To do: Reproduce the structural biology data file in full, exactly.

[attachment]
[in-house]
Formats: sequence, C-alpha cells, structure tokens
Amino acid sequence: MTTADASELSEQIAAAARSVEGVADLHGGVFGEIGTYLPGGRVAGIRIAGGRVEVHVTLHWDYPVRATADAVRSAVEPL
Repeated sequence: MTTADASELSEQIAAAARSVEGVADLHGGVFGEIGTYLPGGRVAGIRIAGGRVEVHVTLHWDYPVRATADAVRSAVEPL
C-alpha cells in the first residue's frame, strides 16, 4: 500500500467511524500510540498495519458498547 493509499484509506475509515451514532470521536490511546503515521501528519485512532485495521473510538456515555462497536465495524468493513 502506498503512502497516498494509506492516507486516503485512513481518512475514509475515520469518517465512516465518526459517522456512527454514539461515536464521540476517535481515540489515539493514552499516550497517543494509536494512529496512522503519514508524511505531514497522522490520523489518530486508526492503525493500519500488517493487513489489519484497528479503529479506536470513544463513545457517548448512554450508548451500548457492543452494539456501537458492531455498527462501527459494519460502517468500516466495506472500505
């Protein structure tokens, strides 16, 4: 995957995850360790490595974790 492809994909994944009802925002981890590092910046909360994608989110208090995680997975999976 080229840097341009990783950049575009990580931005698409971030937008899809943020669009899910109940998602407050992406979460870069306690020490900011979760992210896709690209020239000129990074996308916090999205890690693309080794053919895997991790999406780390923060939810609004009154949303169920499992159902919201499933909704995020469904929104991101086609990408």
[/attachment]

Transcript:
[in-house]
Formats: sequence, C-alpha cells, structure tokens
Amino acid sequence: MTTADASELSEQIAAAARSVEGVADLHGGVFGEIGTYLPGGRVAGIRIAGGRVEVHVTLHWDYPVRATADAVRSAVEPL
Repeated sequence: MTTADASELSEQIAAAARSVEGVADLHGGVFGEIGTYLPGGRVAGIRIAGGRVEVHVTLHWDYPVRATADAVRSAVEPL
C-alpha cells in the first residue's frame, strides 16, 4: 500500500467511524500510540498495519458498547 493509499484509506475509515451514532470521536490511546503515521501528519485512532485495521473510538456515555462497536465495524468493513 502506498503512502497516498494509506492516507486516503485512513481518512475514509475515520469518517465512516465518526459517522456512527454514539461515536464521540476517535481515540489515539493514552499516550497517543494509536494512529496512522503519514508524511505531514497522522490520523489518530486508526492503525493500519500488517493487513489489519484497528479503529479506536470513544463513545457517548448512554450508548451500548457492543452494539456501537458492531455498527462501527459494519460502517468500516466495506472500505
């Protein structure tokens, strides 16, 4: 995957995850360790490595974790 492809994909994944009802925002981890590092910046909360994608989110208090995680997975999976 080229840097341009990783950049575009990580931005698409971030937008899809943020669009899910109940998602407050992406979460870069306690020490900011979760992210896709690209020239000129990074996308916090999205890690693309080794053919895997991790999406780390923060939810609004009154949303169920499992159902919201499933909704995020469904929104991101086609990408």